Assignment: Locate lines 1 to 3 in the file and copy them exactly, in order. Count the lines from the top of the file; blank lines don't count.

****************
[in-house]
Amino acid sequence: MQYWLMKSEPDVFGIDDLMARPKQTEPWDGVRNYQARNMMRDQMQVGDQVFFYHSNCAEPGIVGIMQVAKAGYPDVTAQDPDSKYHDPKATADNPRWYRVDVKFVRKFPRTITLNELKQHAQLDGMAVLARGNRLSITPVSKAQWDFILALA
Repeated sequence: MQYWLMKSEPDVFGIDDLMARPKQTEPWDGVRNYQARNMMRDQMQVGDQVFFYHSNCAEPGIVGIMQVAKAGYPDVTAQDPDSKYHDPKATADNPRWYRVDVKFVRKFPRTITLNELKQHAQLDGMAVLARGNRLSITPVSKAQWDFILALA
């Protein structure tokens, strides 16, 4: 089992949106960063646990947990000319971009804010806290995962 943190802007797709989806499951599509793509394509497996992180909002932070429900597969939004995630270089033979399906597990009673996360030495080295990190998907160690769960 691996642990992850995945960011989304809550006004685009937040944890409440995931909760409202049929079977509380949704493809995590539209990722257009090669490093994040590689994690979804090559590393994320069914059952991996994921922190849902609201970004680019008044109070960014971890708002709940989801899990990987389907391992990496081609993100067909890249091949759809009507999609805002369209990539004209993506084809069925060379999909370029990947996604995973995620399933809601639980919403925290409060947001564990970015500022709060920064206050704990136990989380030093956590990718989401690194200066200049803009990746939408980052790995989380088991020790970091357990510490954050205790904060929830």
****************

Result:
[in-house]
Amino acid sequence: MQYWLMKSEPDVFGIDDLMARPKQTEPWDGVRNYQARNMMRDQMQVGDQVFFYHSNCAEPGIVGIMQVAKAGYPDVTAQDPDSKYHDPKATADNPRWYRVDVKFVRKFPRTITLNELKQHAQLDGMAVLARGNRLSITPVSKAQWDFILALA
Repeated sequence: MQYWLMKSEPDVFGIDDLMARPKQTEPWDGVRNYQARNMMRDQMQVGDQVFFYHSNCAEPGIVGIMQVAKAGYPDVTAQDPDSKYHDPKATADNPRWYRVDVKFVRKFPRTITLNELKQHAQLDGMAVLARGNRLSITPVSKAQWDFILALA